We took an evening boat ride along the river. At night, the ghats were full of Indians enjoying music music and spotting a famous Bollywood actress. On the boat, we watched the glowing flames on the banks, pilgrims bathing, children at swim practice and youth playing cricket and other games on the steps of the ghats. We lit a lotus candle and watched it drift through the river.
Varanasi was by far the most touristed placed we have visited in India, however we understood the draw. Westerners are so removed from the process of death. Between practicing yoga and meditation or contemplating death and culture, Varanasi was a though provoking place full of magical energy.
Kashi Chat Bhandar- this busy local spot is delectable! We enjoyed the aloo tikka (potato chat), tamatar chat, pani puri and kulfi fadoola for desert.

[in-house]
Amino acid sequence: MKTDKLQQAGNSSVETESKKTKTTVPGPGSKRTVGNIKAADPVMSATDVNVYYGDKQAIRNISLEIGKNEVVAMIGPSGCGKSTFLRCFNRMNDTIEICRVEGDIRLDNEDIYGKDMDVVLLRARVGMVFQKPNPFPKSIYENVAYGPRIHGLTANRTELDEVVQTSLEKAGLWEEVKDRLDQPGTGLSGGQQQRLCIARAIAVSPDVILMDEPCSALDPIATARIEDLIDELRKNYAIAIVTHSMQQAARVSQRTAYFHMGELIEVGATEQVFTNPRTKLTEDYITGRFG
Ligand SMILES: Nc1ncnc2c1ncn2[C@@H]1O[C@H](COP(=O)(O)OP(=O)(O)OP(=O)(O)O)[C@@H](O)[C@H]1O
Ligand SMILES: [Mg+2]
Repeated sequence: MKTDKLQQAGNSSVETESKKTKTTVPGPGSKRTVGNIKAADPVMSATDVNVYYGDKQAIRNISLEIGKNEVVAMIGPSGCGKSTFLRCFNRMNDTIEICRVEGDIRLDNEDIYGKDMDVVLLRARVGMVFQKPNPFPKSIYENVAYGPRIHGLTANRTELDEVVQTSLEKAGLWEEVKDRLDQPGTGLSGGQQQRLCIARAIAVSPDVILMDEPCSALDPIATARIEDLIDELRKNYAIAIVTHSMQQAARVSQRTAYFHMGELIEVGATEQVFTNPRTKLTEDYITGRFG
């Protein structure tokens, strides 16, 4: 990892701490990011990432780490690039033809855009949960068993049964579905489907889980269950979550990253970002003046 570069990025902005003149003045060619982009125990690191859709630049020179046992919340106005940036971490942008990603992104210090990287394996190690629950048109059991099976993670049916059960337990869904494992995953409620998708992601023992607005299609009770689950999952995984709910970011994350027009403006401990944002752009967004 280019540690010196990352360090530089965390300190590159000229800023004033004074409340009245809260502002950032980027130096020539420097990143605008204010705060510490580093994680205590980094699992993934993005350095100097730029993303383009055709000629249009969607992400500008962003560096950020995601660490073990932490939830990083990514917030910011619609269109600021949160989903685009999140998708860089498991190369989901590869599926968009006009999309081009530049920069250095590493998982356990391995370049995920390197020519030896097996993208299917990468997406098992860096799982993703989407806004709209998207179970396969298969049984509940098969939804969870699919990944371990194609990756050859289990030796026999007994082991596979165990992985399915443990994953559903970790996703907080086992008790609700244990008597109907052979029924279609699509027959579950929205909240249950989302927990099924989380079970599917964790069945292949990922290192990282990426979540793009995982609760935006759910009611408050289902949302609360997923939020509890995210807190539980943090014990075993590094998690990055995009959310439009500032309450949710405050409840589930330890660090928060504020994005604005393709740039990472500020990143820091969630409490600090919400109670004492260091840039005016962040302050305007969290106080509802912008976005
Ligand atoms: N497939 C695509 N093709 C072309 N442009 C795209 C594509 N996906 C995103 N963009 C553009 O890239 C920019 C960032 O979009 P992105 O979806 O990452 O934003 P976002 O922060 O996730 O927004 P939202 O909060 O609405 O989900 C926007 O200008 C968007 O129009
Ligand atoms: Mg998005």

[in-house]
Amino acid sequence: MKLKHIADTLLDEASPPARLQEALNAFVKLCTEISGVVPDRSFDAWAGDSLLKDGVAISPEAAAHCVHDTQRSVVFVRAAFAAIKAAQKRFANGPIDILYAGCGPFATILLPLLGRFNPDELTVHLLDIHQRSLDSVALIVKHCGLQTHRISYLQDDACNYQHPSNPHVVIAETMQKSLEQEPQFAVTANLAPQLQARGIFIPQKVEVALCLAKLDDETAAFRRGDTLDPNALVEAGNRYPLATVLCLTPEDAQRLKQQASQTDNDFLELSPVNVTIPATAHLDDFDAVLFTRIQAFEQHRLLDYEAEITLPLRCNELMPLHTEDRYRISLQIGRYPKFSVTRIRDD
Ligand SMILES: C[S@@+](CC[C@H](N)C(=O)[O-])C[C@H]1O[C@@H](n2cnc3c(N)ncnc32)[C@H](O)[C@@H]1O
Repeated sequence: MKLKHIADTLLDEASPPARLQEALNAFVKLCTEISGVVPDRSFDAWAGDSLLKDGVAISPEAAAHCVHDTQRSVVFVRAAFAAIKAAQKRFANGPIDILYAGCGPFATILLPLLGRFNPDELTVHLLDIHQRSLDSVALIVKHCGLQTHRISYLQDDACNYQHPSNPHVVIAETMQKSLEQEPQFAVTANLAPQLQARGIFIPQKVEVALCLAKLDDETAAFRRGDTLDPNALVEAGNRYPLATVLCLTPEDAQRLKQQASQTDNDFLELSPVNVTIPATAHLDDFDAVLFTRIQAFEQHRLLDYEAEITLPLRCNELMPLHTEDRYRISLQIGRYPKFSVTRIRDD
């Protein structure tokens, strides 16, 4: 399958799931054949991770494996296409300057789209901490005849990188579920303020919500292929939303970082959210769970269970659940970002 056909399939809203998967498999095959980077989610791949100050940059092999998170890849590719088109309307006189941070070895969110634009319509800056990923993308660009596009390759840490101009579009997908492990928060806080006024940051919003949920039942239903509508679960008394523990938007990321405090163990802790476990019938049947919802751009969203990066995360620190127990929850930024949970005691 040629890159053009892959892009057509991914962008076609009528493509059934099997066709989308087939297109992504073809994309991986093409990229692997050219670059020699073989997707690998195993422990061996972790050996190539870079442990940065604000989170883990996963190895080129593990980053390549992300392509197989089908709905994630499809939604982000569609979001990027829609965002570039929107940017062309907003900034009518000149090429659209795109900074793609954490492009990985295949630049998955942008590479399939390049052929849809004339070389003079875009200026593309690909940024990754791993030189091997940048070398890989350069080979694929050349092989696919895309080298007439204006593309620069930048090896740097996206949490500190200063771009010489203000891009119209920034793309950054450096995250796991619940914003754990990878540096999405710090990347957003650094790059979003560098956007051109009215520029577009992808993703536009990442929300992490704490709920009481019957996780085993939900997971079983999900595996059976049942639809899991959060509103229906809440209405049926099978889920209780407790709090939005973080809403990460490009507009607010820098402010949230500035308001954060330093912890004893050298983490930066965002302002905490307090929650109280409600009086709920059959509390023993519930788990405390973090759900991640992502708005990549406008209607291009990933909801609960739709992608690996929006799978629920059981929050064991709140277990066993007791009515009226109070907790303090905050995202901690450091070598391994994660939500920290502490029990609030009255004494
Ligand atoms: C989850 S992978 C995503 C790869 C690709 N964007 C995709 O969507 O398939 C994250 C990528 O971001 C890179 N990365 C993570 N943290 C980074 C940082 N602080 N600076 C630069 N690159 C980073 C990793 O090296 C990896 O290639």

Dosa Cafe – great dosas, idly, vadas and other South Indian specialties
Nick and I went to the Bengaluru Train Station and stood in line to buy tickets. Of course, the line was chaotic with cutting locals and unnecessary merging. In addition, needless to say, our tickets were never checked on the train. However, as we stood on the platform we watched the sweeper women who were sweeping all of the human fecal matter off of the tracks. Life in a India is hard and there were constant reminders, like cows with split hoofs searching the streets for garbage, differently abled folks crawling on the floor of the trains begging for money or hungry street kids with eyes full of tears.